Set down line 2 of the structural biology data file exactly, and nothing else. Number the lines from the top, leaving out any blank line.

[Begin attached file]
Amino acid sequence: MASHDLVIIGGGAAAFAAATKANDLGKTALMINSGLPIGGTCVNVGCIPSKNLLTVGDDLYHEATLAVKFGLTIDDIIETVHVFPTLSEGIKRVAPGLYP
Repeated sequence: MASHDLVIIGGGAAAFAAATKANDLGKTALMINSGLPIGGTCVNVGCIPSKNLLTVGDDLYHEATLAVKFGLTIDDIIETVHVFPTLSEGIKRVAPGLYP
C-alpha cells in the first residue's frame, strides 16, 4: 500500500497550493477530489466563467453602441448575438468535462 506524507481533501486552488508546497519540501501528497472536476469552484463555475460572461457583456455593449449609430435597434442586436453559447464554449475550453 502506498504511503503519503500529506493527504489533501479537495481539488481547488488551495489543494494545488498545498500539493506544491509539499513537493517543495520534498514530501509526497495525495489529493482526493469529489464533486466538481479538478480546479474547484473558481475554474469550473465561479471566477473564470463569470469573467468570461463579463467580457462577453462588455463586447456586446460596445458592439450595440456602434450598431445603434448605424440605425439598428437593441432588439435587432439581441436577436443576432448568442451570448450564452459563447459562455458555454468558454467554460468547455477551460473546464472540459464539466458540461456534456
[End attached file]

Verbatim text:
Repeated sequence: MASHDLVIIGGGAAAFAAATKANDLGKTALMINSGLPIGGTCVNVGCIPSKNLLTVGDDLYHEATLAVKFGLTIDDIIETVHVFPTLSEGIKRVAPGLYP